News / Africa

Emergency Meeting Held on Horn of Africa Famine and Drought

Two Somali children suffering from malnutrition lie at a camp for Internally Displaced People (IDP) near Mogadishu airport, July 2011.
Two Somali children suffering from malnutrition lie at a camp for Internally Displaced People (IDP) near Mogadishu airport, July 2011.

Multimedia

Audio
Joe DeCapua

The international community held an emergency meeting in Rome Monday on the famine and drought in the Horn of Africa. Representatives from the G20, U.N. agencies and NGOs warned the crisis could spread if action is not taken now.

In parts of Somalia, drought, high food prices and conflict have combined to bring famine.

“Famine is not a word we use lightly. The last time we did so in Somalia was 19 years ago,” said Valarie Amos is U.N. Under-Secretary General and Emergency Relief Coordinator.

She added, “Famine reflects extreme food shortages, severe malnutrition on a massive scale and spiraling mortality rates. We must respond now before thousands more lose their lives. This is the gravest food crisis in the world and the numbers are getting worse.”

The U.N. estimates the food crisis in the Horn of Africa is affecting 12 million people.

While famine has been declared in two Somali regions – Lower Shabelle and southern Bakool – Amos warns it could quickly spread to the rest of southern Somalia and neighboring countries.

“This will not be a short crisis. The United Nations and its partners fully expect to be dealing with this situation for at least the next six months,” said Amos.

The urgency of the Somali situation was stressed by Mohamed Ibrahim, Minister of Foreign Affairs for Somalia’s Transitional Federal Government.

“The U.N. estimates that more than 3.5 million Somalis – the vast majority in the insurgent held areas – may starve to death unless emergency aid reaches them in the next few weeks,” he said.

Children’s famine

World Food Program Executive Director Josette Sheeran saw firsthand the effects of what she calls “soaring malnutrition rates.” She says she toured drought ravaged areas in the Horn with Australia’s Foreign Minister Kevin Rudd, who called the crisis “the children’s famine.”

Sheeran said, “I literally saw dozens of children who will not make it. And many of the mothers I talked to have had to leave children along the road, who were too weak to make it, and decide to try to save the others. Others died in their arms and they left them on the roadside.”

The World Food program is airlifting emergency supplies to the region. Parts of countries bordering Somalia are also in crisis, although famine has not been declared there. Not yet.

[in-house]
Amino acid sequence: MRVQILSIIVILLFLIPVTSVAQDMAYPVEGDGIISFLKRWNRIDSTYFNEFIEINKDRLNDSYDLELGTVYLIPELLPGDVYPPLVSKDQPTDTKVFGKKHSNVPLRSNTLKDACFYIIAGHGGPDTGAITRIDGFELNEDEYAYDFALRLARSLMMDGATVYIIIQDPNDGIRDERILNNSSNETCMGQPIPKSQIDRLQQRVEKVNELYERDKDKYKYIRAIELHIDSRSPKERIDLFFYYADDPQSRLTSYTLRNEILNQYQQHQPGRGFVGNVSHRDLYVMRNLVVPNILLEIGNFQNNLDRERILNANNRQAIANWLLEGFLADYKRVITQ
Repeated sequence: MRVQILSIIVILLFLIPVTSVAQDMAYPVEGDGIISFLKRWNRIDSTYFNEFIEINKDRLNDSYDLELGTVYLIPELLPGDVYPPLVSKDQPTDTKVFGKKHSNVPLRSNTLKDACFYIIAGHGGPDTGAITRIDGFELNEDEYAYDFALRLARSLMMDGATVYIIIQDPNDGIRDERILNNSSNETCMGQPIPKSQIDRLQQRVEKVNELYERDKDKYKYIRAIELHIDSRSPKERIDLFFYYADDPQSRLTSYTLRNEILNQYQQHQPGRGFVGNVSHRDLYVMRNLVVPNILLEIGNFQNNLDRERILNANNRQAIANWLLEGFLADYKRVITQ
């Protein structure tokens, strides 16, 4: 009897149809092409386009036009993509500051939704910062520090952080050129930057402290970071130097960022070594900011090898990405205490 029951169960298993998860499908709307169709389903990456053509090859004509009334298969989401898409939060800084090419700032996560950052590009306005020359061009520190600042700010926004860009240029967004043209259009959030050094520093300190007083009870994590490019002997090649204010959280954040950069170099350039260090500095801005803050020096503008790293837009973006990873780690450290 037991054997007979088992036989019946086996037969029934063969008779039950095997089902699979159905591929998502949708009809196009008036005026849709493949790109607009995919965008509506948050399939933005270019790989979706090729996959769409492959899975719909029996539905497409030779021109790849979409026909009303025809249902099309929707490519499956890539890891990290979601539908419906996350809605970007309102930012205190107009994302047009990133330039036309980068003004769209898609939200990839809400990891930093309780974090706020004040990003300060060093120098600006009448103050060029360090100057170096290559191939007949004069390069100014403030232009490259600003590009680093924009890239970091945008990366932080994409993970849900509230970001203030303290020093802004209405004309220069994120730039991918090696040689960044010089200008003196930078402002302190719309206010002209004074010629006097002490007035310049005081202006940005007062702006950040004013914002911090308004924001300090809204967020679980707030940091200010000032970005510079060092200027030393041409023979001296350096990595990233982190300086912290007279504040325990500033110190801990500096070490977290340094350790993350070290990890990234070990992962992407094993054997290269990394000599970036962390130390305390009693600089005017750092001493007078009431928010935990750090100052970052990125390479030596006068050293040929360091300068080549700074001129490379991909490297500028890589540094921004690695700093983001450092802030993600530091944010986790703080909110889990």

“This is not the first time the rains have failed. And it will not be the last. In this part of the world, drought is becoming ever more frequent. And with drought come hunger, desperation, disease and death,” said Kanayo Nwanze, head of IFAD, the International Fund for Agricultural Development.

Coping mechanisms

Nwanze said many people around the world are no longer able to cope with recurring droughts and floods, which he blames on climate change. He says greater food resilience is needed. This includes using drought resistant seeds and crops, better water management and agricultural methods.

Barbara Stocking, Chief Executive Director of Oxfam Great Britain, agrees. She said long term solutions are needed to save pastoralists, many of whom have lost most or all of their livestock to drought. This includes the drilling of boreholes.

Stocking said bringing in emergency food supplies to stem hunger, malnutrition and starvation is vitally important.  But there’s something else that can be done, as well.

“If you want to feed people today, the best way to do that is actually to provide them with cash or vouchers for food that they can buy food right now. And this is perfectly possible even in Somalia. After all, Somalia is a country that has $2 billion a year coming into it in remittances and a whole system of means in which money can get into the hands of people,” she said.

World Food Program chief Sheeran says the crisis in the Horn of Africa would have been even worse if not for the early warning system and quick response programs established over the years. The worst areas now, she says, are those not covered by that safety net.

“This crisis demonstrates how critical global, regional, national and community action [are] on food security from sustainable increases in food production to eradicating the scourge of hunger and malnutrition permanently from the human experience. I truly believe this is doable.

Food and Agriculture Organization Director-General Jacques Diouf says the “catastrophic situation requires massive international support,” including bolstering the agricultural sector and investing in rural development.